Ok, let us do some sums here. Although I am shooting stills on the camera not video I still want it to end up as video so I opted for 24p. That’s 24 frames every second. OK. That means 24 photos per second. 24 photos which take 30 seconds each to do which means each second of video footage would take 12 minutes and you really need to take shots of around 10-15 seconds minimum in my book for timelapses to give you options. The longer the better as you can speed them up, slowing them down isn’t so good! So to get 10 seconds of footage means 120 minutes. 2 hours. For 10 seconds. I got bored. Very quickly. I was cold. I like filming real time best. I was also getting slightly disturbed by the utter darkness apart from the the small red light on the 7d as it exposed a shot. I changed shots WAY short of 2 hours. After all it was gone midnight by this point I was very tired and this was simply an experiment. I did another shot of the same boat with different framing then moved off to the lighthouse. Now the lighthouse shot looks very different as it was so brightly lit that I couldn’t see the sky so well. I had the ISO down to 800 and the exposure set to 10 seconds.
Then I set up outside the late film maker Derek Jarman Prospect Cottage where he lived until he died 17 years ago. Dungeness is one WEIRD place. Windswept. Very bleak, a few houses scattered around with a humongous monolithic power station dwarfing everything. Even the beach is weird, littered with derelict shacks and boats. A superb location.
I sat in the car for this one as I rolled for an hour. Still only got 5 seconds out of it! The police knocked on my window and asked why I was parked up in the car outside Jarman’s house at 315am with the engine running reading Total Film magazine. I explained I had a new camera and I never see the sky like this in London and I was taking some photos and would be gone by 4. He said, yes, it is pretty isn’t it, never really noticed it before. Guess he took it for granted living down there.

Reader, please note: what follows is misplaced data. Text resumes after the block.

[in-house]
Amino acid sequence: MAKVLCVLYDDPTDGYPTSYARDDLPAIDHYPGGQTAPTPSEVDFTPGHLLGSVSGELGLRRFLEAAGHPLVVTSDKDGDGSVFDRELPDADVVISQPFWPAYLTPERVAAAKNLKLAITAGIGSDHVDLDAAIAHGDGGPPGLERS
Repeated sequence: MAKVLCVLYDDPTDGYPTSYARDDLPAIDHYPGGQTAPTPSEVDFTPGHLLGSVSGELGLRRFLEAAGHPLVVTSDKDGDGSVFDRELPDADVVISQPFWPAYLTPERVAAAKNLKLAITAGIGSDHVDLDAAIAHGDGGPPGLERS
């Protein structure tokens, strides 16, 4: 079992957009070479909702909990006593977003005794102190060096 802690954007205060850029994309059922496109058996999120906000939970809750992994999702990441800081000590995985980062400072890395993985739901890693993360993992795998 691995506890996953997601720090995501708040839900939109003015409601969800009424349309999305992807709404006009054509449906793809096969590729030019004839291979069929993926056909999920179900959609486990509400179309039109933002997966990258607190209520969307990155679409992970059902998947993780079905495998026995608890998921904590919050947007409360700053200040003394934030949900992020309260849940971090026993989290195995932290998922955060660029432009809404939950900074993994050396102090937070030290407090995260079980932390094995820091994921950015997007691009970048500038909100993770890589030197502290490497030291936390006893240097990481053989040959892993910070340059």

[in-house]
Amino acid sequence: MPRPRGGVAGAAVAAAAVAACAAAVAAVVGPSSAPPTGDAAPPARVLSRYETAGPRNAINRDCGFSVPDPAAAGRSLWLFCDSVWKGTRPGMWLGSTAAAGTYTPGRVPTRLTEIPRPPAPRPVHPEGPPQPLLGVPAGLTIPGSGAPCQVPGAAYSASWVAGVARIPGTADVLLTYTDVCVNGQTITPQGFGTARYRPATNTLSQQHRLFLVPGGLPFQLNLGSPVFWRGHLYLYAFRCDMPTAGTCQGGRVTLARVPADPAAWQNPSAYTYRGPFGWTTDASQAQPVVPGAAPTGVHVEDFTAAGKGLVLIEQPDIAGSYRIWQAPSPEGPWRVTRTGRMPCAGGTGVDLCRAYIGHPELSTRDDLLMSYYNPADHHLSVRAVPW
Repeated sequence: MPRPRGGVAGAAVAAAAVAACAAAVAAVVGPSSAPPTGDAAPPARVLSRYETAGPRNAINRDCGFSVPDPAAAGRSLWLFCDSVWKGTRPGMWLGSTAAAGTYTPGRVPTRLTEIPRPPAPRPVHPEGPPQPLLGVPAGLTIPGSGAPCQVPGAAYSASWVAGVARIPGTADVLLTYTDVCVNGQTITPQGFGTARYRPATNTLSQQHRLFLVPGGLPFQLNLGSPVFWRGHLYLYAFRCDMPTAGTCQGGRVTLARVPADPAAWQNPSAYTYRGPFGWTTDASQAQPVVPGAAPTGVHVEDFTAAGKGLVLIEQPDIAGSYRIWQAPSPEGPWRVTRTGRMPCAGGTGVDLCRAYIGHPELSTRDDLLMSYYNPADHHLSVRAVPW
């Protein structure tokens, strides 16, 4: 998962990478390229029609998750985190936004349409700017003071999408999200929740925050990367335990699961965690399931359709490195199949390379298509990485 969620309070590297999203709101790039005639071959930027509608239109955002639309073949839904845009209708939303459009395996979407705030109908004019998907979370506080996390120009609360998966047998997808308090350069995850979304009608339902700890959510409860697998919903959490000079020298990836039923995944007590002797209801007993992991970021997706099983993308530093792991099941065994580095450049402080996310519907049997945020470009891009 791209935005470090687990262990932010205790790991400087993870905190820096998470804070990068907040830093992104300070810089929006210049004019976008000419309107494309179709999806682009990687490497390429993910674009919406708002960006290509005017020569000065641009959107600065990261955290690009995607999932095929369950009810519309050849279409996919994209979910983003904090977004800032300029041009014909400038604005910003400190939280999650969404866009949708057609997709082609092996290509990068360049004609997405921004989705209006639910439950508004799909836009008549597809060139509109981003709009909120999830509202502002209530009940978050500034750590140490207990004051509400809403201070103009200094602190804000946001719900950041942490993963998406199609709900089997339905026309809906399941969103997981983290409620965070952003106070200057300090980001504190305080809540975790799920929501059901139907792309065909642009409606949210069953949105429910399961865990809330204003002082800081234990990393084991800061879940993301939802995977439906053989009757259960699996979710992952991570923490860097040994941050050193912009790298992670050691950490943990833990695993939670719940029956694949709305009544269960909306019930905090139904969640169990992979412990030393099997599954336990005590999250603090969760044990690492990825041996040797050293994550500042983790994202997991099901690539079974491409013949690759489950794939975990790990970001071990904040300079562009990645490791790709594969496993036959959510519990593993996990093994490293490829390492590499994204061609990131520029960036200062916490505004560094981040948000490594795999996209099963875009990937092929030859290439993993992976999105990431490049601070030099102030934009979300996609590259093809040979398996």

So my shots were very short. My first timelapse was almost 2 seconds long. My second almost 3 seconds long. The lighthouse one was 10 seconds long and the Jarman one was 5 seconds long. Not a lot. But hey, this was an experiment to see how to do it, not to make a film. But I tell you what. I want to go back there tonight and do just two shots and go back the night after and the night after that as I loved it. Yes it was bloody boring, and a bit disturbing but it has opened up a whole new technique of film making for me. A slow, painfully slow, tortuously slow one. But the results are worth it. My first attempts are so-so. I can do much better next time now I know what I am doing. It’s just a shame we don’t get skies like that here every night.
Post is really easy. I simply opened up Quicktime Pro 7 (not the awful new Snow Leopard one), imported image sequence, set it to 24p, selected the folder that I had put each sequences jpegs in and hit go. Job’s a good ‘un! I then scaled the video file down to 1080p PRO RES LT and brought it into FCP.
Below is a VERY short edit together of the shots, some of them slowed down in post using twixtor as almost 2 seconds is just not long enough for a shot. I should have waited two hours but it was my first try and I didn’t want to waste the time if it didn’t work. I also graded the colours a bit with Magic Bullet Looks. You can get 20% this plug in by using Bloom2o at checkout.
So here is the short. Below are my two previous films from Dungeness and below that are my slightly odd audio blogs that alleviated my boredom!
[xr_video id=”9bb1098f7ea04a5c8a558f1c14086842″ size=”md”] [xr_video id=”fbcfac83b18e4ad8aa272f5de30ea088″ size=”md”]
Here are the blogs!!